Saturday, August 3

How automatic motorhome levelers really work

I've seen lots of rv rigs getting leveled in my time, and every one is slightly different, and often amusing to watch. Not so much the rigs themselves – there are only a few different kinds – but the way the owners approach the whole process. Some of them use the let it all hang out method, in which one or both of the rvers can be seen very publicly walking around, yelling questions like “how does that look,” getting into arguments and generally making fools of themselves. Others use the stealth approach – after parking in their slot, you'll see them slinking around, doing mysterious adjustments, and behaving like secret agents who don't want to blow their cover as average elderly rv owners. But the most fun of all to watch are the motorhome levelers.

For a long time when we first started out as full-timers, motorhomes were a mystery to me. It seemed like they had to do none of the things that 5th wheelers or pull-camper rvers were forced to do. None of the cranking jacks, checking bubbles, and raising and lowering, none of the backing onto blocks of various sizes and shapes, and very little of the cursing and yelling that seems to accompany the usual leveling process. Then my older brother and his wife retired, sold their house, and bought a huge class A motorhome. It had all the latest bells and whistles, including such niceties as the 2-door fridge and the macerator (it's a machine under the toilet that does WHAT?). But the neatest little touch of modern convenience was the so-called automatic hydraulic leveling system.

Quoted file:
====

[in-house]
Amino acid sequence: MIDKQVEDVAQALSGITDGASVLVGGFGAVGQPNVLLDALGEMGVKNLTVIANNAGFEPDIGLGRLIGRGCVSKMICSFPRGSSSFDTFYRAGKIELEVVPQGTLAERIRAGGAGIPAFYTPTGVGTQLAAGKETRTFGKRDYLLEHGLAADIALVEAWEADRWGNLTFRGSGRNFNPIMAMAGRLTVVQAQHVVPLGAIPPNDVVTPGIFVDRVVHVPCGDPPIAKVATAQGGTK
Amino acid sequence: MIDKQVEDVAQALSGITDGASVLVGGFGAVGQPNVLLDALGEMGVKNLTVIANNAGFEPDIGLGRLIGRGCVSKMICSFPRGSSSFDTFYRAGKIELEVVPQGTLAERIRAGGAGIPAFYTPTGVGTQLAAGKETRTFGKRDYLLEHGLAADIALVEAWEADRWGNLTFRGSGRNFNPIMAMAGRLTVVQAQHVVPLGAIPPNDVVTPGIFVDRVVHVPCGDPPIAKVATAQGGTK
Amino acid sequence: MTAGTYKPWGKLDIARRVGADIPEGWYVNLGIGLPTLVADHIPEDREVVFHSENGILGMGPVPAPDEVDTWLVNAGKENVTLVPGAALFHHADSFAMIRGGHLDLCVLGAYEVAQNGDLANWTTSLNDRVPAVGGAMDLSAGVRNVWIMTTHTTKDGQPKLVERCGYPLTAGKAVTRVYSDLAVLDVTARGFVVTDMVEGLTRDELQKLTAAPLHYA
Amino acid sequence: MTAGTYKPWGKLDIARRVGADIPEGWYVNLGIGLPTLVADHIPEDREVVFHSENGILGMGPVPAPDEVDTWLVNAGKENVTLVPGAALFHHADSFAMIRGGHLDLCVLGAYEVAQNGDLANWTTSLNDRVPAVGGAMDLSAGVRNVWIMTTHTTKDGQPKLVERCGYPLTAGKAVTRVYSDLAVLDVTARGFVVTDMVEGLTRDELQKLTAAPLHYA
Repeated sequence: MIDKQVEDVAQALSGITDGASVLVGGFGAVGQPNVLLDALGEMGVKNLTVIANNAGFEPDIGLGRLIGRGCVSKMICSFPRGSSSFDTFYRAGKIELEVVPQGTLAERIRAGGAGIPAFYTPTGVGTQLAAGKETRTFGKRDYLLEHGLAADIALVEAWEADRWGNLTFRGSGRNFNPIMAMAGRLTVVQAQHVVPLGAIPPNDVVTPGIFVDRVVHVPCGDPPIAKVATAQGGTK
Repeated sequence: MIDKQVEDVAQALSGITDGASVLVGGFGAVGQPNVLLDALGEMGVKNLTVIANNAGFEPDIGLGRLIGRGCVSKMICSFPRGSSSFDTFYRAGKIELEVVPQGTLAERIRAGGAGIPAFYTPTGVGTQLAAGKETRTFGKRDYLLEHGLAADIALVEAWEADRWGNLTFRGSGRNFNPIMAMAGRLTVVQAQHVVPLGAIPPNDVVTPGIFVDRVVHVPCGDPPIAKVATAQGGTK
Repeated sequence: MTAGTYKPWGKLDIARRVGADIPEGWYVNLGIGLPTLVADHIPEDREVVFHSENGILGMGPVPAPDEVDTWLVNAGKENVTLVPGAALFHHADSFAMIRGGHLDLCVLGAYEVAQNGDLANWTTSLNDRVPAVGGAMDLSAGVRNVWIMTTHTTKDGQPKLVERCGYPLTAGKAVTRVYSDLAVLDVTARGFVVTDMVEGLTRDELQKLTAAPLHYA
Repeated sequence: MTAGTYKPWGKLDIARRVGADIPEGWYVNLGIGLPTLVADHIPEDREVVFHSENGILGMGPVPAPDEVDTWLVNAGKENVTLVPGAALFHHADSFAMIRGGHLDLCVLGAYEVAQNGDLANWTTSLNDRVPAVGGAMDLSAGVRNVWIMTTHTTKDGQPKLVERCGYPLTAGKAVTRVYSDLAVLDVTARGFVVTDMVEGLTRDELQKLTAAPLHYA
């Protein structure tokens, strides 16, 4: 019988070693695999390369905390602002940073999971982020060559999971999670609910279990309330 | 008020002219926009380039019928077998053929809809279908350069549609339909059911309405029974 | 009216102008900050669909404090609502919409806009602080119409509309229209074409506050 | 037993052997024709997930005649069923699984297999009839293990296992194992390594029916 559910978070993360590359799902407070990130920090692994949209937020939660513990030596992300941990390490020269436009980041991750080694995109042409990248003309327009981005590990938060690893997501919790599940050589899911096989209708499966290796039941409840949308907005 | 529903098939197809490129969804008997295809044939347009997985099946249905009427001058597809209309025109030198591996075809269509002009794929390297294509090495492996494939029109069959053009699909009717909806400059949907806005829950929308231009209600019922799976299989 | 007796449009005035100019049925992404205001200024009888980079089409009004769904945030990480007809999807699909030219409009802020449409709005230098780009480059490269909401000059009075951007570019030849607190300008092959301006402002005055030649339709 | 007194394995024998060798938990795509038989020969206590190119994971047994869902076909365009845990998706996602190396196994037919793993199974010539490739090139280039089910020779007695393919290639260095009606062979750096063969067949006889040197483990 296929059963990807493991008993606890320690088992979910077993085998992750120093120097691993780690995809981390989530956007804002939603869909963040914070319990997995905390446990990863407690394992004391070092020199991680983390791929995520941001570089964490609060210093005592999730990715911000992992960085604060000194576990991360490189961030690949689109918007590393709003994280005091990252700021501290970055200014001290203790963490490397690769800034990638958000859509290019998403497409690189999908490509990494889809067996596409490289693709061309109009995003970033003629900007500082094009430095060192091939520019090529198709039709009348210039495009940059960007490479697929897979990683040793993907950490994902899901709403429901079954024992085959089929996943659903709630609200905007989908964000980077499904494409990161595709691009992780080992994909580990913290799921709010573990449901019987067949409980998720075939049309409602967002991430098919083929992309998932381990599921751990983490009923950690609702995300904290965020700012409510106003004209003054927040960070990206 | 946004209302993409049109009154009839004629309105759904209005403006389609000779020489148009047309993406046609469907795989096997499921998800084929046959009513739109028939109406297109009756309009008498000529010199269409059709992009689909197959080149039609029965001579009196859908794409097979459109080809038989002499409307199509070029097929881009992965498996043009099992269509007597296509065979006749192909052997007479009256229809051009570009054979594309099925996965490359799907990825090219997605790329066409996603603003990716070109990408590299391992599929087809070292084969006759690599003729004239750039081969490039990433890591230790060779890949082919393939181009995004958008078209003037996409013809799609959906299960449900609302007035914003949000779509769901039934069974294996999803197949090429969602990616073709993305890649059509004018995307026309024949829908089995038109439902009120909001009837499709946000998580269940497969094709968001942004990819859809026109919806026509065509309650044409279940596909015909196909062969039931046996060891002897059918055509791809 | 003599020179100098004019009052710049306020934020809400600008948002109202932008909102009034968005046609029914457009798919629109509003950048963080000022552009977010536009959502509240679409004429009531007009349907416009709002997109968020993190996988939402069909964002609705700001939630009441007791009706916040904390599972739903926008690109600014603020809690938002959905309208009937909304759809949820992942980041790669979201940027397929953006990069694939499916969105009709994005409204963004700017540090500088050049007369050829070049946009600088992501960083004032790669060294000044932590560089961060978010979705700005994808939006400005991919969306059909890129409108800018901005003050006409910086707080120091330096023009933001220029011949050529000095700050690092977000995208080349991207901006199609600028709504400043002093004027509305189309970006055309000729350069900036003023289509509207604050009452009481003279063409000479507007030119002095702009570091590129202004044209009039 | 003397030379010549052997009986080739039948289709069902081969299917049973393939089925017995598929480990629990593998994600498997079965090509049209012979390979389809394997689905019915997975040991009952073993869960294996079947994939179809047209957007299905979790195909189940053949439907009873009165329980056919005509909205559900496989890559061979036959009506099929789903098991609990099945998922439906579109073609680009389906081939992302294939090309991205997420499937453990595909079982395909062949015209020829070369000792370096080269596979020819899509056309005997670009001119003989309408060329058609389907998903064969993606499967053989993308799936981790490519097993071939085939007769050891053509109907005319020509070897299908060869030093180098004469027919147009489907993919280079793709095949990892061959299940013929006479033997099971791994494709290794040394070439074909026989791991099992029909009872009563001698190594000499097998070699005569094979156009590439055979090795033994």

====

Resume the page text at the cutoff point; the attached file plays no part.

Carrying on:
My brother showed me how it worked. You drive into your site, keeping in mind that you can't back up with a toad attached, and hope that you are at least kind of centered between the edges. You depart the rig and open a storage compartment where the jack pads are kept. Having prior experience and a good eye (not to mention a powerful flashlight when it's dark) you place the little pads directly (you hope) under the hydraulic jack feet, still snugly nestled in their launch tubes like torpedoes.

Then you have to go back inside and lower them down, but not all the way at first. Next you go back outside (hope it's not raining yet) and make sure the pads are in the right places – if not, of course you move them. Then you return once more to the space-age control panel, push the button that says “level,” and sit back to enjoy the brief whirring sound. And that's how the automatic motorhome levelers work, as long as everything is functioning correctly and you're not straddling a mudhole!

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